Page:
The Week in Review is a collection of both all the goodness I’ve written during the past week around the internet, as well as a small pile of links I found interesting – generally endurance sports related. I’ve often wondered what to do with all of the coolness that people write, and while I share a lot of it on Twitter and Facebook, this is a better forum for sending it on to y’all. Most times these different streams don’t overlap, so be on the lookout at all these places for good stuff!
So with that, let’s get into the action!
DCRainmaker.com posts in the past week:
Here’s all the goodness that ended up on the main page of DCRainmaker.com this past week.
Sunday: Week in Review–April 3rd, 2016
Tuesday: A Weekend Skiing in Les Arcs
Wednesday: Trying Out The New NUT-R Wheel Action Cam Mount
Thursday: Garmin slashes Vector pricing & adds Shimano pedals, Edge 25/810/Varia Radar & PowerPod on Sale
Sports Tech Hot Deal Reminder (ends Apr 16th):
A bunch of stuff hit this week, but the gist of it is:
A) Garmin Vector2 now has a Shimano pedal compatibility upgrade kit you can get for $99.
B) Garmin Vector2’s price was also cut to $999USD (for Vector 2), and $599USD (for Vector 2S)
C) Garmin has on sale the Edge 25, Edge 810, Edge 810 Bundle, and Varia Radar (rear)
D) PowerPod (not a Garmin product) is also on sale, from $299 down to $249
Full details in my post covering it all here.
New YouTube Videos This Week!
A few of these were covered in existing posts, but some I uploaded after the fact:
Skiing with active tracking mode on DJI Phantom 4 (how it all works):
NUT-R Test Ride Around Paris
The DCR Podcast:
Here’s the low-down on what was covered this past week in the DCR podcast:
– Chatting about my upcoming trip to Sea Otter this week (big bike event)
– Which software/app to analyze heart rate data
– Whether or when Garmin will add multi-device activity tracking like Fitbit
– Competing in your first triathlon
– Most impactful sports tech device created in last 10-15 years
– How to fake-out Strava when weightlifting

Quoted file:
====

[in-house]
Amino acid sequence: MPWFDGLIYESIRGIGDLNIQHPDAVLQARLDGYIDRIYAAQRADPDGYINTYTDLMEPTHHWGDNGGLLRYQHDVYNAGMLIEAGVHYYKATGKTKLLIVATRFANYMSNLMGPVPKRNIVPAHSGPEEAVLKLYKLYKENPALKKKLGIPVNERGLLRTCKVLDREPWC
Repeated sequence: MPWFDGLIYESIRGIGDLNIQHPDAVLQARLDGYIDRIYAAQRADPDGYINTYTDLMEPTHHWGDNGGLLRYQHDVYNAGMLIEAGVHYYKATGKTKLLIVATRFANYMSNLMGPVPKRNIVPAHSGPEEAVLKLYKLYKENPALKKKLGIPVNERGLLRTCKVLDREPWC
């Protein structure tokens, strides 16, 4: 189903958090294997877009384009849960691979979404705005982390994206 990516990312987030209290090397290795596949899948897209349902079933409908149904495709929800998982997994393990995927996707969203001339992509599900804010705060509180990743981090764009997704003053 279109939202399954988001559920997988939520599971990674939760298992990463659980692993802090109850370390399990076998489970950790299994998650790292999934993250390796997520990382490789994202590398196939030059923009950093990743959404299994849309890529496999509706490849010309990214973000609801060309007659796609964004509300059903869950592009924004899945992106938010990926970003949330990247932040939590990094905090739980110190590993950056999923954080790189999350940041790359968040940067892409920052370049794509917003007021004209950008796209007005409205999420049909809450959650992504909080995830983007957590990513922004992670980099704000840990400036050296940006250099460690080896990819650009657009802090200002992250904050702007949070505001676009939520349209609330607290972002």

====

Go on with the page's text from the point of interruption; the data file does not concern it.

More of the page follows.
– Some more people from the UK called
– Breadcrumbs and trails
– Troubleshooting trainer accuracy issues
– Zwift and trainer app thoughts
Actually…There were two podcasts in the last week, so definitely check out episode 39 as well (same link).
Wait – there’s more! This week we’re doing a special women’s-only caller episode, so let’s get some ladies’ questions in there. Or rather, questions from ladies. I suppose it could be about ladies too though, if you wanted.
Thanks for listening! Subscribing and rating in iTunes is much appreciated, and be sure to send in your questions via the voice mail widget at the bottom of the podcast page!
Stuff that I found interesting around the interwebs:
Here’s a not-so-small smattering of all the random things that I stumbled on while doing my civic duty to find the end of the Internet:
1) Swim…Bike…Cheat: While this story is well known within triathlon circles, it’s finally made it big time! Up to the New York Times for an impressively detailed piece on the Julie Miller cheating (course-cutting) scandal.
2) Strava’s doping problem: A very solid piece by Jim Gourley. I’ll be honest, I’m not sure why Strava pretends that they can’t remove KOM’s here. They’ve done that for all sorts of infractions (heck, even including certain bike equipment), or when they believe someone has cheated. They make that decision on a daily basis, over and over again. This is no different. As Jim noted, if people think Strava stops mattering, they’ll stop spending money on it.
3) More thoughts on the Shimano-VeloNews kerfuffle: Now I’d point out that I actually think when properly used, embargoes are good for the industry, media and consumers. However, that doesn’t contradict with spyshot/rumor type stories either (mainstream press manage this just fine). Time-based embargoes are valuable in reporting because it allows a publication to put together a more accurate piece, and usually a deeper more substantive piece (often with hands-on access to better form opinions). The alternative is simply re-transmitting press releases with no hands-on time. At which point, you’re effectively just a marketing arm.
4) Fitbit might have saved a guys life: Pretty impressive story, on so many levels. It would be interesting to know if this tidbit ever comes up on-record during likely upcoming deliberations in the class-action lawsuit around using a Fitbit as a medical device. (via Mario K.)